About the College

An Advocate for Education

Ronald J. Knox JD’81 wanted to change the way educational systems provide access to diverse groups in the United States and hoped to do that through a career in education. However, he soon realized that the opportunity to bring about change in the educational system would be much broader as a lawyer than as an educational administrator.

“In addition to affecting educational services to students, I could work with labor, employment, business and public policy issues in an effort to bring improvements to the system as a whole,” said Knox, who regularly writes and speaks on employment issues and is active in a number of professional and community organizations.

After earning his law degree from Willamette, Knox worked on educational issues at Paulus and Callaghan, a firm representing a number of school districts in Oregon’s Willamette Valley. Throughout his career, he has continued his involvement in education. “With the skills I acquired at Willamette, I have had the opportunity to advise school superintendents, college presidents and local administrators on a wide variety of educational issues,” he said. “I like to think I have helped shape the way students are taught and institutions are run.”

Knox also worked with the National Labor Relations Board, where he narrowed his practice to focus on labor and employment law. Today, as attorney and partner in Garvey, Schubert & Barer in Seattle, he addresses civil rights, discrimination, immigration and sexual harassment issues in the workplace. He credits Willamette with providing the flexibility and support he needed to pursue his particular interests.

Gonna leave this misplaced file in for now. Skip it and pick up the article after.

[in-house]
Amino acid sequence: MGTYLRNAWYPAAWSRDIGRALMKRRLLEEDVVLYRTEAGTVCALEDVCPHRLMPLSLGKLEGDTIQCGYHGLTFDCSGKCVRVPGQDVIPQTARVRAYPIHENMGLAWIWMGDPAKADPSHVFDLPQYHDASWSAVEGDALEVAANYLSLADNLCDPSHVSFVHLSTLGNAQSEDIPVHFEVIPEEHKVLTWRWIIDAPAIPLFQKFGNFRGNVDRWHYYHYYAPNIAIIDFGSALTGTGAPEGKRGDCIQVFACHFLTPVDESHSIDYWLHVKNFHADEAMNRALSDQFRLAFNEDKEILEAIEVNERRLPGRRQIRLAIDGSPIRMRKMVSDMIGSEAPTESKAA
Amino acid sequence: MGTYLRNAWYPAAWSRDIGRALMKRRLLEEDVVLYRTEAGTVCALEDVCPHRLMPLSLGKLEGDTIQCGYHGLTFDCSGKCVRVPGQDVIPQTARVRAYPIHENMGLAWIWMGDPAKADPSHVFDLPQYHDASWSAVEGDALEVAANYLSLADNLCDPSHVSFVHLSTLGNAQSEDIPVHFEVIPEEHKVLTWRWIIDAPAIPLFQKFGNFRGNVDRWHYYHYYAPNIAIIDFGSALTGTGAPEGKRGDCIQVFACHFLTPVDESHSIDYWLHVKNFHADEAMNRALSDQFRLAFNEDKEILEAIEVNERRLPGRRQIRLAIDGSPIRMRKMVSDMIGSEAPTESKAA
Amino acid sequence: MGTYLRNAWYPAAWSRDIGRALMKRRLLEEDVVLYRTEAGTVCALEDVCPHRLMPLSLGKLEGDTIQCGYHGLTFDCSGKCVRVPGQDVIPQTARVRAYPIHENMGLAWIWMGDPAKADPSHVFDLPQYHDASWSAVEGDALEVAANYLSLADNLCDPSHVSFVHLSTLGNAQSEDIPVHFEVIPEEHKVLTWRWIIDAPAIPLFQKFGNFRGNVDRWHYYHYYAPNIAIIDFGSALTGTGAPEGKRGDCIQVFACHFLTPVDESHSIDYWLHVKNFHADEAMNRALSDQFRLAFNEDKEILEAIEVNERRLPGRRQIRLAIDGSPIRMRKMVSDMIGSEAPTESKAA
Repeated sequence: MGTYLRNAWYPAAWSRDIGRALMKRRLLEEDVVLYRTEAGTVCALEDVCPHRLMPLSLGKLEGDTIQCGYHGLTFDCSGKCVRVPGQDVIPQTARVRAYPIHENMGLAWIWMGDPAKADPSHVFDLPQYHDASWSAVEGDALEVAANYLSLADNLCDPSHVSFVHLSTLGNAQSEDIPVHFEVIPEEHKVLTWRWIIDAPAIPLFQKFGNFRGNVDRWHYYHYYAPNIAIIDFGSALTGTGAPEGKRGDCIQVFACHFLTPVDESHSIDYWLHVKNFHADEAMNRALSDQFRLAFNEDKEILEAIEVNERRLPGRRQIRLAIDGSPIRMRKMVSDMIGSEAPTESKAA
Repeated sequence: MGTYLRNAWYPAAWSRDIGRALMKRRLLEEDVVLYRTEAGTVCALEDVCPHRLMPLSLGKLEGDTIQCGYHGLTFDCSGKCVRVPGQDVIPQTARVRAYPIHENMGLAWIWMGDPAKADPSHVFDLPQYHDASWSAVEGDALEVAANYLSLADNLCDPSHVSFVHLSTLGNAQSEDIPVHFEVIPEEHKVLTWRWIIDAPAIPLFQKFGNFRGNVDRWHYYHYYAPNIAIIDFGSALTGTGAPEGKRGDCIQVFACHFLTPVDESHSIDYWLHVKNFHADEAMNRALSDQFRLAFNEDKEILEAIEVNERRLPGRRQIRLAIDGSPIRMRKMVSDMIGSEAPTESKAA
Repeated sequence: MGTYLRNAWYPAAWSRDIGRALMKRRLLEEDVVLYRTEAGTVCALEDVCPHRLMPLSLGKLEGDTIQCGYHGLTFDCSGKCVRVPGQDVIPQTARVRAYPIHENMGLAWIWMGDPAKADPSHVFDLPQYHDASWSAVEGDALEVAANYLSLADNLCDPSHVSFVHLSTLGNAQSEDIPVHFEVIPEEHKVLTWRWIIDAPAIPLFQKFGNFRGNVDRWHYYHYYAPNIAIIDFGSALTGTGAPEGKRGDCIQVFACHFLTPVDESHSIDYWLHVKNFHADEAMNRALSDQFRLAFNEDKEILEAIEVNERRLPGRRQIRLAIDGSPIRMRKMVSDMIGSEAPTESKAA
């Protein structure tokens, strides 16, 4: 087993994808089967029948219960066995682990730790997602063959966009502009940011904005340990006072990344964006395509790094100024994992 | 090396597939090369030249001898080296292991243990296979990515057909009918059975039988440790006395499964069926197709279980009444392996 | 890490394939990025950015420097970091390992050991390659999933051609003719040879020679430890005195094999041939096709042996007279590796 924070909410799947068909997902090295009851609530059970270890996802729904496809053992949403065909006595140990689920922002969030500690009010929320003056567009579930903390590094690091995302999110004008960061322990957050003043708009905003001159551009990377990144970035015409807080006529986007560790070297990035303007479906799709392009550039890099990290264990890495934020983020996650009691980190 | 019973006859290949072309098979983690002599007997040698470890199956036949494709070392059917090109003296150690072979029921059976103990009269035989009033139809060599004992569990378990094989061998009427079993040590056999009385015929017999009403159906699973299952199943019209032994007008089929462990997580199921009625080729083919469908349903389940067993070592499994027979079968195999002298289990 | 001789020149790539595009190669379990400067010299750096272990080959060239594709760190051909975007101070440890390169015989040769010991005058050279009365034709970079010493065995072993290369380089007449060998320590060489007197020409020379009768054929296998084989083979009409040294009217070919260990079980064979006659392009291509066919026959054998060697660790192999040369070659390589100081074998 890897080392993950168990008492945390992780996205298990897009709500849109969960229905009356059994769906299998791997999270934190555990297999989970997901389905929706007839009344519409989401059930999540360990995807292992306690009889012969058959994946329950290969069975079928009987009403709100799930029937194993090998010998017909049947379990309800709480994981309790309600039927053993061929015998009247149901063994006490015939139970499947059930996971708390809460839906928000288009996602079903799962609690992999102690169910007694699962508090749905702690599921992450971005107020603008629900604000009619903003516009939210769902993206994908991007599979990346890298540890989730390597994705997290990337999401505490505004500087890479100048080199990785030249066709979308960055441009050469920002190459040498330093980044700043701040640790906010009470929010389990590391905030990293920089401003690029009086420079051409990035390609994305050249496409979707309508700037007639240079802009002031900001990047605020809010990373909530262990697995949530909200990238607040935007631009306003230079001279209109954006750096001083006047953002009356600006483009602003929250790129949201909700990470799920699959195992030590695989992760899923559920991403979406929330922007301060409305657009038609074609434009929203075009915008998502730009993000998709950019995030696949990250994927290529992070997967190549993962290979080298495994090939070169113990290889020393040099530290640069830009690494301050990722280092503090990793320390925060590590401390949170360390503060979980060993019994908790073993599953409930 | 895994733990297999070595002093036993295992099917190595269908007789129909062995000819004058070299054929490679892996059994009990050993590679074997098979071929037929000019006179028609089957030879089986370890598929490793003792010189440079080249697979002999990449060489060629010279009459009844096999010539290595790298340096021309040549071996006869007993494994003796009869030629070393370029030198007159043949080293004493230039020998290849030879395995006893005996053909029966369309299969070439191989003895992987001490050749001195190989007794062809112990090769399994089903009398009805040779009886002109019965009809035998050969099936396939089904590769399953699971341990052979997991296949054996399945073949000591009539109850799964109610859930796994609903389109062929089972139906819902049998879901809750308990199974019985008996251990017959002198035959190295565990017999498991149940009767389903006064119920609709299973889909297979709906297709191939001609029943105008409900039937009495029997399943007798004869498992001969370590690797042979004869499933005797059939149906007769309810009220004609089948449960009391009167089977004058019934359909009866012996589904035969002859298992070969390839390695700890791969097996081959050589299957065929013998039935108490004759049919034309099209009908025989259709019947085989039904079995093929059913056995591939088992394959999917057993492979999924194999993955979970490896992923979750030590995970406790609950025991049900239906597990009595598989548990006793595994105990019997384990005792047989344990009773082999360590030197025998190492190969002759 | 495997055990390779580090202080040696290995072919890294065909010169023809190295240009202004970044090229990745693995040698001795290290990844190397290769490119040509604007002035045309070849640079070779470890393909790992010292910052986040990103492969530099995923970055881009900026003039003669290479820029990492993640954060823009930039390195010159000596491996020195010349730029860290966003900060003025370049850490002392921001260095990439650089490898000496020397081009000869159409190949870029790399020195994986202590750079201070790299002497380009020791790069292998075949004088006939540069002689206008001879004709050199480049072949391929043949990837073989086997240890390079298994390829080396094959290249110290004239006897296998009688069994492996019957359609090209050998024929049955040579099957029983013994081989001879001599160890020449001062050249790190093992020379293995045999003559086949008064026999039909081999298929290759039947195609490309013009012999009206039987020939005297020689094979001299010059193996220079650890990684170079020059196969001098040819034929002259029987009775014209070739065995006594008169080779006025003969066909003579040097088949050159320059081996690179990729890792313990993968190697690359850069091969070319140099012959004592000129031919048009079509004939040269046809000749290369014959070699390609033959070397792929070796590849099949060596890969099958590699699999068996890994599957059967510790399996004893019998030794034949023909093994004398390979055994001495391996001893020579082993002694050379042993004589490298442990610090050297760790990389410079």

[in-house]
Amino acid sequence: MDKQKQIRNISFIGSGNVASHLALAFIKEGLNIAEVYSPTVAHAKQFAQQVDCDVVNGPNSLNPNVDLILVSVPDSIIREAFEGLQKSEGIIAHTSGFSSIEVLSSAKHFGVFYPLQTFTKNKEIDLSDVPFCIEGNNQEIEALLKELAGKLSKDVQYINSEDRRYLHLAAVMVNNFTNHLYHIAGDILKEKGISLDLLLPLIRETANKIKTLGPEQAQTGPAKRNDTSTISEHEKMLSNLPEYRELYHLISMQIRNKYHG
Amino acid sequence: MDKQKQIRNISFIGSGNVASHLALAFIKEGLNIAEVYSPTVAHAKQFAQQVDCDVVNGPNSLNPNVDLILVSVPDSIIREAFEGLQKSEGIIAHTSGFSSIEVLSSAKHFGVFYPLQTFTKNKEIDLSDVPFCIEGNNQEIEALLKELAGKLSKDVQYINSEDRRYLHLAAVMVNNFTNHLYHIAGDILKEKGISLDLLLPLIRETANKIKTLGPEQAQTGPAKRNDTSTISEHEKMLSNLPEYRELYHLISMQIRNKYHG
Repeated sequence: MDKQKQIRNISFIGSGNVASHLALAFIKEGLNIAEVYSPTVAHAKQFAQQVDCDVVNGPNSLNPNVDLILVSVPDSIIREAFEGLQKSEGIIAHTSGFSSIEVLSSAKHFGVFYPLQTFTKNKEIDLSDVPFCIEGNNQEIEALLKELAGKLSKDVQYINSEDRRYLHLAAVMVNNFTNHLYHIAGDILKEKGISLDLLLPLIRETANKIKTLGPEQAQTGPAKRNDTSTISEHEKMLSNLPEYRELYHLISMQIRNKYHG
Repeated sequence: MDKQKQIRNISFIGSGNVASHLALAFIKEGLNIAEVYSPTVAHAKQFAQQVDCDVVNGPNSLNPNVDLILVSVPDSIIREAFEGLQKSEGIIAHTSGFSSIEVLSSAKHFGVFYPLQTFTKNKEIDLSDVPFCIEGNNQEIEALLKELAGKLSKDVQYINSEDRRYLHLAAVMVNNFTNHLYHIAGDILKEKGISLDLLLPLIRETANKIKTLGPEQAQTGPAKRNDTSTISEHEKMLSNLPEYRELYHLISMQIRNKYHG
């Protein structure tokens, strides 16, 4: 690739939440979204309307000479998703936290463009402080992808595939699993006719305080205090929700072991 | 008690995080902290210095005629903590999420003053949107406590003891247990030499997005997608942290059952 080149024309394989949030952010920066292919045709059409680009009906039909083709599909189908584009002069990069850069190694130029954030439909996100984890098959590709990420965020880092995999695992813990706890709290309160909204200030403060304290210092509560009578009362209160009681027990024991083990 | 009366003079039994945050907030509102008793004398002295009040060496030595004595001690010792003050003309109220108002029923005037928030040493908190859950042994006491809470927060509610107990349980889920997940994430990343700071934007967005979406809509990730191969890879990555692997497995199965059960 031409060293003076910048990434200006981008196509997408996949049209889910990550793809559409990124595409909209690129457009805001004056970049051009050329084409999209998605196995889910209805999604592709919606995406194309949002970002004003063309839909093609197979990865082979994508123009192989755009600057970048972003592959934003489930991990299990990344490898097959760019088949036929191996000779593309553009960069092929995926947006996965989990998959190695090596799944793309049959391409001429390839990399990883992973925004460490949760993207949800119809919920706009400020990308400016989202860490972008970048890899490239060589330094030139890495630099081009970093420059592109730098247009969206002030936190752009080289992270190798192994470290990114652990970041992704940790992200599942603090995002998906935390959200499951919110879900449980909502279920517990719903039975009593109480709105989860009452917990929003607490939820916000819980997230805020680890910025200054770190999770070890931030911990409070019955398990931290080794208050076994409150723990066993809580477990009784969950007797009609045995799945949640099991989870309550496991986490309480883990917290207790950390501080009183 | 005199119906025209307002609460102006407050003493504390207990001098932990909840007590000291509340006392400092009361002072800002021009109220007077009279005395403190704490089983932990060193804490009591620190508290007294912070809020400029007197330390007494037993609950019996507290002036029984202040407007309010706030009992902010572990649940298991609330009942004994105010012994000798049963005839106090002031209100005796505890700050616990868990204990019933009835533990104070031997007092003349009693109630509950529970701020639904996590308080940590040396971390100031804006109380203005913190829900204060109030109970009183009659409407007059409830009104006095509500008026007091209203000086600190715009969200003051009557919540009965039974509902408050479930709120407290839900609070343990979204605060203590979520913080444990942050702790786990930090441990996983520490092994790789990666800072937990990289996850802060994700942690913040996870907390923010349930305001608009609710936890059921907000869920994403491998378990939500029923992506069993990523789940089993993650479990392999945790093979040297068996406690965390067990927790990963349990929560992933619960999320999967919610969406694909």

“At Willamette, I was guided by experienced, enthusiastic professors who were interested in furthering the highest ideals of the profession,” he said. “They challenged students to use the law as a tool in furthering the causes of justice, fairness and equality.”



01-01-2007

Ronald J. Knox JD’81Ronald J. Knox JD’81

“At Willamette, I was guided by experienced, enthusiastic professors who were interested in furthering the highest ideals of the profession.”

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